The overall incidence rate for Wyoming in 2004 was 5.3 per 100 full-time employees. This translates into an estimated 14,500 work-related injuries or illnesses.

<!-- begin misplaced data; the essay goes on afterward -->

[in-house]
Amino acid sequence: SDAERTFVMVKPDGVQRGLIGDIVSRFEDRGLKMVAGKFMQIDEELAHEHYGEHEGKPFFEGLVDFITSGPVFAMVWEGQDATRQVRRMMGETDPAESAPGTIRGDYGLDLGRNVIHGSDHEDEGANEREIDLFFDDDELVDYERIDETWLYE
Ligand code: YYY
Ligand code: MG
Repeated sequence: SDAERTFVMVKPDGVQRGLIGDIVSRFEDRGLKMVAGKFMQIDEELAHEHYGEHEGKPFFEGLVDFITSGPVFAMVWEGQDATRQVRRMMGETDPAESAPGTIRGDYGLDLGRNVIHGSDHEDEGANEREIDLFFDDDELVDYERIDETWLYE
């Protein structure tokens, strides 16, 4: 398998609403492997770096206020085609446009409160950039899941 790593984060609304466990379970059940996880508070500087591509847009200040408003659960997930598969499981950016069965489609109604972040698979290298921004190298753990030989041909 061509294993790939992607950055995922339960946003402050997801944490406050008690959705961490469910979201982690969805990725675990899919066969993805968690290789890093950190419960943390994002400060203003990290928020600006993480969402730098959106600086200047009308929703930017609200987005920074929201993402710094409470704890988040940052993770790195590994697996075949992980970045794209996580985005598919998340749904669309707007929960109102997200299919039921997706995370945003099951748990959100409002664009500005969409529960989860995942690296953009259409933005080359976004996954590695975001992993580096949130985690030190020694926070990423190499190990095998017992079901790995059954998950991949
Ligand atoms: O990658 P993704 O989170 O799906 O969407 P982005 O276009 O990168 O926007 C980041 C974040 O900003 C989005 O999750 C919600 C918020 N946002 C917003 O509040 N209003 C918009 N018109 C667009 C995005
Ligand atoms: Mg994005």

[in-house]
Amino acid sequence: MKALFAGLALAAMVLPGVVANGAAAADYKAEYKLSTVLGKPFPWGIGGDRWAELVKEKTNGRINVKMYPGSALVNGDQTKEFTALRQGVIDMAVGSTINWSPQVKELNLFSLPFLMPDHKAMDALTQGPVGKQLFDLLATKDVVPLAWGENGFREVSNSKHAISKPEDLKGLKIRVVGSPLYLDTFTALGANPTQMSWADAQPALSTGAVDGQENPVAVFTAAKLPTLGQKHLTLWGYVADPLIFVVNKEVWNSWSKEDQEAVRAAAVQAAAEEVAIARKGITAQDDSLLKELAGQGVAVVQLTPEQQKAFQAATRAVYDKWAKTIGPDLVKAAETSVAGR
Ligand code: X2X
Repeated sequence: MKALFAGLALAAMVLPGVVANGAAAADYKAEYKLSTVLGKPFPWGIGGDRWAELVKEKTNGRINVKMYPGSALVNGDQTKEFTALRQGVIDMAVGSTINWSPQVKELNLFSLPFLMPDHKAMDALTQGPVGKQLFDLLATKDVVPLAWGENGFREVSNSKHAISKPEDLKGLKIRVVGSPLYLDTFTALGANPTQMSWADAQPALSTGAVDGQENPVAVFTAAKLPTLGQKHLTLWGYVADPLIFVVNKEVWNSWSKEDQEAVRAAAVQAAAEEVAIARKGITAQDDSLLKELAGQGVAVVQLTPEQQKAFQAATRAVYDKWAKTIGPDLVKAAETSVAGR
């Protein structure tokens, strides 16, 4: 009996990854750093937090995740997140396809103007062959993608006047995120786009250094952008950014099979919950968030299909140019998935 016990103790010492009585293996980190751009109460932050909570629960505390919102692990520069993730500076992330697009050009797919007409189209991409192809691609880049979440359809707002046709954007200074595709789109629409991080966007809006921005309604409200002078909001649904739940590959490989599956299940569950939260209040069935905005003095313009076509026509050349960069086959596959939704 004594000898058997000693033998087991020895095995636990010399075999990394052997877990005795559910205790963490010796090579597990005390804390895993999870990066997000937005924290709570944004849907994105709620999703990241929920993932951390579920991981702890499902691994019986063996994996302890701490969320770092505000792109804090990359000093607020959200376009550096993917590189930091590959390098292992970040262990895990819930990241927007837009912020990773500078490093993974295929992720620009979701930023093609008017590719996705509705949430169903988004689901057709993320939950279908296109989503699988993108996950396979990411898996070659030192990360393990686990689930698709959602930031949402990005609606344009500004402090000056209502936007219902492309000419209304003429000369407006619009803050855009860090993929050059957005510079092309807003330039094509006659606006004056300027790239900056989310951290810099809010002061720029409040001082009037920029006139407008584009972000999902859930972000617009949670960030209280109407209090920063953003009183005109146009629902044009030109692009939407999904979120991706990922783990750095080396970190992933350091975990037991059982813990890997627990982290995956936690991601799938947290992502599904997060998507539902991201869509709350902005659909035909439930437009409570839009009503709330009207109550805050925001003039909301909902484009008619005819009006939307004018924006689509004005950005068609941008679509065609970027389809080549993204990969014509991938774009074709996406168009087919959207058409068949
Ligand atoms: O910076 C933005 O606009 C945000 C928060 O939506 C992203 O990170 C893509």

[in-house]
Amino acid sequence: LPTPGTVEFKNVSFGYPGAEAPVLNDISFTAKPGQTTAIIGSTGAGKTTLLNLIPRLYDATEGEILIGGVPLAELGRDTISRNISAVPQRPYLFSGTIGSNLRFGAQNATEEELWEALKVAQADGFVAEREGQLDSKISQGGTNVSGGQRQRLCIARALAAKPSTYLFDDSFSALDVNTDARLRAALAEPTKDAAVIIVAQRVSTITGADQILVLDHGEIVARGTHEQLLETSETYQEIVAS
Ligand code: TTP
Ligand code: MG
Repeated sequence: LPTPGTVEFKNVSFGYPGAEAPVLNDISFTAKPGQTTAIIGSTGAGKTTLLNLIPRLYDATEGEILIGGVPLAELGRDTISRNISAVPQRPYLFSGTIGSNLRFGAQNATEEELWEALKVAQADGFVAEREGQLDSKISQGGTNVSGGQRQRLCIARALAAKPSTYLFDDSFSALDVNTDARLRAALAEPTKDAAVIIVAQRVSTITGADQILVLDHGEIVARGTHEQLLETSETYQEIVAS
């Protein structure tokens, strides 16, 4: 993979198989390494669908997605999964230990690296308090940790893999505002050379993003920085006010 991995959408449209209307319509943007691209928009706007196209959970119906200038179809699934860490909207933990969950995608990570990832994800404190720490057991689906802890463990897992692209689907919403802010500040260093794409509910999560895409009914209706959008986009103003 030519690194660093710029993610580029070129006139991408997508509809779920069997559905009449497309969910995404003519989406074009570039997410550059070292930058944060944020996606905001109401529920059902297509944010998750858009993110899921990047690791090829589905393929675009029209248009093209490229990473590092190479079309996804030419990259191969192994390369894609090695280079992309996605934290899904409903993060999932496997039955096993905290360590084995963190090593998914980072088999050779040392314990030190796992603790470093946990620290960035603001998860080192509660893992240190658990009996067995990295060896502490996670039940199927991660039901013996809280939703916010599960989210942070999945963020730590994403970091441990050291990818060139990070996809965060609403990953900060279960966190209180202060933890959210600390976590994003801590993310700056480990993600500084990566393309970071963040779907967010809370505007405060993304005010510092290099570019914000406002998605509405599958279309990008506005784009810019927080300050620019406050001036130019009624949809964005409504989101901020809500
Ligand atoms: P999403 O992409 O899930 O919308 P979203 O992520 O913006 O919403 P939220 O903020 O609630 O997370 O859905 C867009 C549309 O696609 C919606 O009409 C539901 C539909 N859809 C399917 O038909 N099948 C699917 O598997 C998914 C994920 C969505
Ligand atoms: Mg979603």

The 10 subsectors with the highest incidence rates for Wyoming are displayed in Figure 1. In comparison, the 10 subsectors with the highest incidence rates for the U.S. are shown in Figure 2. Wyoming’s mix of industries with the highest rates of injuries and illnesses is quite different than that of the U.S. Only three subsectors are represented in both the U.S. and Wyoming: wood product manufacturing, nursing & residential care facilities, and hospitals. Four of the 10 highest subsectors in the U.S. were in Manufacturing, whereas Wyoming had only one subsector in Manufacturing. This result is not surprising given the underrepresentation of Manufacturing in Wyoming (Harris, 2002). Another of the three highest subsectors for the U.S. was in Transportation. The Transportation sector was not represented in Wyoming’s 10 highest. Wyoming did, however, have two subsectors in Construction and two in Retail Trade among its 10 highest, whereas the U.S. did not have any of its highest in those two sectors.